In the last lesson, we talked about the generic verb sistemare. Now, let's talk about a verb that is more specific when it comes to repairing things, but which has some surprising additional meanings.
This true cognate is an easy word to remember since it is so close to the English verb "to repair."
Io non ci metto le mani. La mandi a riparare in fabbrica.
I'm not going to touch it. You can send it to the factory to be repaired.Play Caption
Ripara le ruote e le gomme delle automobili, delle biciclette e delle motociclette.
He fixes wheels and tires of cars, bicycles and motorcycles.
Caption 48, Marika spiega Il nome dei negozi - Part 2Play Caption
Riparo can be the first person singular of the verb riparare.
Venga, la riprenda. Mi spiace, ma io questa non la riparo.
Come, take it back. I'm sorry, but I'm not repairing this one.
Captions 4-5, Adriano Olivetti La forza di un sogno Ep. 1 - Part 23Play Caption
But il riparo is also a noun. The following example gives us an idea of what it means.
Perché questo luogo è sempre stato in lotta con la sete dei conquistatori: Saraceni, Longobardi, Normanni. Ma è anche un luogo che ha offerto riparo,
Because this place has always been fought over due to the thirst of conquerors: Saracens, Longobards, Normans. But it's also a place that has offered shelter.
Captions 12-14, Itinerari Della Bellezza Basilicata - Part 1Play Caption
So riparo means "shelter," but what's interesting is that we can also use the verb riparare to mean "to shelter," "to protect." We can also use it reflexively ripararsi to mean "to take refuge." In this case, it's intransitive. This meaning is closely related to that of a similar verb, parare (to protect, to shield, to fend off).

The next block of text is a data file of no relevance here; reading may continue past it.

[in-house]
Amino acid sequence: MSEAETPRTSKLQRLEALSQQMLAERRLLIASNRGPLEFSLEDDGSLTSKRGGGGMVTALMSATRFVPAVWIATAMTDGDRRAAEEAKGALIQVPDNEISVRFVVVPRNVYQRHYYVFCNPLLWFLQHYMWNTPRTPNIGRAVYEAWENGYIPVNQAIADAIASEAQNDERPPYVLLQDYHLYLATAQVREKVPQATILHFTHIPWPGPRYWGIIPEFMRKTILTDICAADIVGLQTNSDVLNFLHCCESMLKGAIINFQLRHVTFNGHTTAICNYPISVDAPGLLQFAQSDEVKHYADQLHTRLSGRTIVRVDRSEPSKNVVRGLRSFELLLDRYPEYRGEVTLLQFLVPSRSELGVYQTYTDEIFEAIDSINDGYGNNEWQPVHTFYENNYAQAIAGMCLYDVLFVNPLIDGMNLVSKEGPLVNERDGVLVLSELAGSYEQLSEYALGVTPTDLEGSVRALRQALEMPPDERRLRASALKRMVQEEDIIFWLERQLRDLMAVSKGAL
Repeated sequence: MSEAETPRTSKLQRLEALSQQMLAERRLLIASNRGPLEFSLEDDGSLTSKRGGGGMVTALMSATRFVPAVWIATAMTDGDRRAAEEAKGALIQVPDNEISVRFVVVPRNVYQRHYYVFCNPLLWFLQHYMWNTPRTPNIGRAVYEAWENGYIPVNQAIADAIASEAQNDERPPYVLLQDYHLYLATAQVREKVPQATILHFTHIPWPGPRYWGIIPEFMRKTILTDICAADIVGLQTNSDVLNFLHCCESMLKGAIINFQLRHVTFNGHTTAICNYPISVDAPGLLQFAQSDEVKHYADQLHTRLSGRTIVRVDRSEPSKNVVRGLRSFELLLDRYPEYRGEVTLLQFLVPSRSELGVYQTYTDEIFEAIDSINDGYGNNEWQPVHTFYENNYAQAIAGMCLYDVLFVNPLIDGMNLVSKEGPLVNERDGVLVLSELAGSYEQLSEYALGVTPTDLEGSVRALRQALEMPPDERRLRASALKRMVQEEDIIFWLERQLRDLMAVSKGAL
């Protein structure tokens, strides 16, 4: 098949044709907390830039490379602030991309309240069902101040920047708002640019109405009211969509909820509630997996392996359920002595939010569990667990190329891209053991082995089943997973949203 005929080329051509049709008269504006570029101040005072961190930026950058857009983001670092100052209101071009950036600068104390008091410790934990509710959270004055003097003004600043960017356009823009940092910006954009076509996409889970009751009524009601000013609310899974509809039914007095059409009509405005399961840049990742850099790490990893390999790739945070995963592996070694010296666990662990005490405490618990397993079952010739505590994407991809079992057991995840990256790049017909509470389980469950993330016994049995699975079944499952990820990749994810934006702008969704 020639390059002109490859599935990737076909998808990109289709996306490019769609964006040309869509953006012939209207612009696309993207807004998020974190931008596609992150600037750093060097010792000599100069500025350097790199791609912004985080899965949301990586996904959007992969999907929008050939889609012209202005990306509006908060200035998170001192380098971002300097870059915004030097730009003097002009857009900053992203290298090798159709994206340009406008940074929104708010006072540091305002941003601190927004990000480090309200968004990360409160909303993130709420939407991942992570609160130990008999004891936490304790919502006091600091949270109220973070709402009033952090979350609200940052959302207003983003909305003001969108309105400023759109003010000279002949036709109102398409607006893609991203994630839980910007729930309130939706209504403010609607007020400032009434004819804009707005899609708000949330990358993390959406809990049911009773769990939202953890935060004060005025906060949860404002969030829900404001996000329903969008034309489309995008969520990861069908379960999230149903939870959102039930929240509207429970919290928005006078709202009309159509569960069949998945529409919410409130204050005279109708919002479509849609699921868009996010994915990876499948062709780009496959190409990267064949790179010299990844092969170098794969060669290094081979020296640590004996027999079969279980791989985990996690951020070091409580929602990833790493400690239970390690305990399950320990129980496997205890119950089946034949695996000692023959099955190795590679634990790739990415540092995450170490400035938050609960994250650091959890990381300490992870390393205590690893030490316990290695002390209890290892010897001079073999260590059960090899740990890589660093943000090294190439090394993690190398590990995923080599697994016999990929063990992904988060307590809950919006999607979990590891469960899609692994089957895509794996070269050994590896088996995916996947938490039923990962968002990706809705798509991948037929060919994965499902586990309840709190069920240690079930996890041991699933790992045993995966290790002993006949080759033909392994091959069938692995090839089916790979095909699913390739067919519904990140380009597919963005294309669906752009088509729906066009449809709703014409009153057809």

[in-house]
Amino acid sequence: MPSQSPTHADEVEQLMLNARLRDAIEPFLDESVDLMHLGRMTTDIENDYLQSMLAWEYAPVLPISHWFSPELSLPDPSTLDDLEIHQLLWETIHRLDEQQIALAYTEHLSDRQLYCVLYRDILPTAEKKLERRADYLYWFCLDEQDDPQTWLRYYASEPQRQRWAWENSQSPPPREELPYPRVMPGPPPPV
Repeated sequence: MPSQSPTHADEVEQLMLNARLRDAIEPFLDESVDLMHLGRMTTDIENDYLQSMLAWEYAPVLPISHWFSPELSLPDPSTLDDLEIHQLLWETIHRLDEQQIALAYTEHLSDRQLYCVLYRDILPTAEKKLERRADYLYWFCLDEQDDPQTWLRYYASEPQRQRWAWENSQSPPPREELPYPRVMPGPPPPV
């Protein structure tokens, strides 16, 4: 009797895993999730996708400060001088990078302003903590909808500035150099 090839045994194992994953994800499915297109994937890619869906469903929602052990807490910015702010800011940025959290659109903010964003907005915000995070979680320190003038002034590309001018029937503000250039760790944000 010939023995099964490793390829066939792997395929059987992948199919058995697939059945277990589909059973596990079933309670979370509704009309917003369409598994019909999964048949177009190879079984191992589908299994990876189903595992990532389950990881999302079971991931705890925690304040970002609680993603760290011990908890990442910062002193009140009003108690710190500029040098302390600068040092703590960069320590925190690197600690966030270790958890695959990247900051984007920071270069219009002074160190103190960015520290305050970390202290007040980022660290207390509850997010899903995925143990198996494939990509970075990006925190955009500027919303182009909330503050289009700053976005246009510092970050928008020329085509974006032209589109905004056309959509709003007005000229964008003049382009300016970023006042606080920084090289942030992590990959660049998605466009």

Uè, però tirate piano, altrimenti non riesco a parare niente.
Hey, kick lightly though, otherwise I can't block anything.
Caption 41, L'oro di Scampia film - Part 8Play Caption
As a matter of fact, just as other Italian verbs with the prefix ri often have the same or similar meanings to the verb without the prefix (for example tornare, ritornare [to return]), sometimes, riparare and parare can mean the same thing. Parare is straightforwardly transitive.
Para, the third person singular of parare, is often used as part of the kind of compound noun that tells you what something does.
On a car, we have il parabrezza (the windshield). It fends off the wind.
We have parafanghi (fenders) on bicycles (fango = mud). It fends off the mud.
Un parasole (an awning, a parasol) helps to block the sunlight.
Riparare (when it means protection or shielding) is often used in the context of protecting things from the elements — things such as plants, animals, objects, people, houses, camping spots, etc. The preposition of choice is da (from).
L'ombrellone ti ripara dal sole. The beach umbrella protects you from the sun.
The following example has to do with an animated elephant who needed to do something in private. The past participle of riparare easily becomes an adjective!
C'era da trovare alla svelta un angolino riparato.
A sheltered corner needed to be found quickly.
Caption 13, Dixieland La magia di TriboPlay Caption
Riparare can also mean "to remedy," "to make up for," "to put right." In English, we can use "to repair" in this case, too, but there are other, easier Italian verbs for these nuances.
What we have tried to provide here are the words you will most commonly hear in everyday speech, and the ones you will want to know if you need to choose a spot for a picnic in Tuscany, get your shoes fixed, or find some shelter when out hiking and it starts raining.